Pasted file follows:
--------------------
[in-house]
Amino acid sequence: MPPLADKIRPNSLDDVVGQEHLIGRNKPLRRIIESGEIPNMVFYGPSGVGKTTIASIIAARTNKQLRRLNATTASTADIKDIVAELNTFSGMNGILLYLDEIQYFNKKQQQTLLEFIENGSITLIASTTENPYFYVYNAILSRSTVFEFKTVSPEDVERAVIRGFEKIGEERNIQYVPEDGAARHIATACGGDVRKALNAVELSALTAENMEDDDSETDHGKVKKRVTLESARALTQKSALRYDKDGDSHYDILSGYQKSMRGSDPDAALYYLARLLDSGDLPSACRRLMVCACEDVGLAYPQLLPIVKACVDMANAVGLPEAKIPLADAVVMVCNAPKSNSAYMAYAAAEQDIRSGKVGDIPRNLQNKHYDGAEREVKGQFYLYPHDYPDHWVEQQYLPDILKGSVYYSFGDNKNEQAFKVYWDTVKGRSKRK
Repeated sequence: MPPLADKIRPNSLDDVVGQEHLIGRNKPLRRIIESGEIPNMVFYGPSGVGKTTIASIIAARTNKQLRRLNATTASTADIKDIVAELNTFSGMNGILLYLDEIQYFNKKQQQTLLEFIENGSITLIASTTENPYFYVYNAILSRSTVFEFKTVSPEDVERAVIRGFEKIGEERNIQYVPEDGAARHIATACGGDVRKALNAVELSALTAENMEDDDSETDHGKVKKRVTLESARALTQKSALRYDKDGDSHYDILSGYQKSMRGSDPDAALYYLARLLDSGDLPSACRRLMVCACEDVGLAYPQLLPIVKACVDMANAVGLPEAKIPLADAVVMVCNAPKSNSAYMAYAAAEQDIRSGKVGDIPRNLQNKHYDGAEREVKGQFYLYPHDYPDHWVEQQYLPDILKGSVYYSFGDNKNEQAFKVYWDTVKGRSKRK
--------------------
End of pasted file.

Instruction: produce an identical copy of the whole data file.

[in-house]
Amino acid sequence: MPPLADKIRPNSLDDVVGQEHLIGRNKPLRRIIESGEIPNMVFYGPSGVGKTTIASIIAARTNKQLRRLNATTASTADIKDIVAELNTFSGMNGILLYLDEIQYFNKKQQQTLLEFIENGSITLIASTTENPYFYVYNAILSRSTVFEFKTVSPEDVERAVIRGFEKIGEERNIQYVPEDGAARHIATACGGDVRKALNAVELSALTAENMEDDDSETDHGKVKKRVTLESARALTQKSALRYDKDGDSHYDILSGYQKSMRGSDPDAALYYLARLLDSGDLPSACRRLMVCACEDVGLAYPQLLPIVKACVDMANAVGLPEAKIPLADAVVMVCNAPKSNSAYMAYAAAEQDIRSGKVGDIPRNLQNKHYDGAEREVKGQFYLYPHDYPDHWVEQQYLPDILKGSVYYSFGDNKNEQAFKVYWDTVKGRSKRK
Repeated sequence: MPPLADKIRPNSLDDVVGQEHLIGRNKPLRRIIESGEIPNMVFYGPSGVGKTTIASIIAARTNKQLRRLNATTASTADIKDIVAELNTFSGMNGILLYLDEIQYFNKKQQQTLLEFIENGSITLIASTTENPYFYVYNAILSRSTVFEFKTVSPEDVERAVIRGFEKIGEERNIQYVPEDGAARHIATACGGDVRKALNAVELSALTAENMEDDDSETDHGKVKKRVTLESARALTQKSALRYDKDGDSHYDILSGYQKSMRGSDPDAALYYLARLLDSGDLPSACRRLMVCACEDVGLAYPQLLPIVKACVDMANAVGLPEAKIPLADAVVMVCNAPKSNSAYMAYAAAEQDIRSGKVGDIPRNLQNKHYDGAEREVKGQFYLYPHDYPDHWVEQQYLPDILKGSVYYSFGDNKNEQAFKVYWDTVKGRSKRK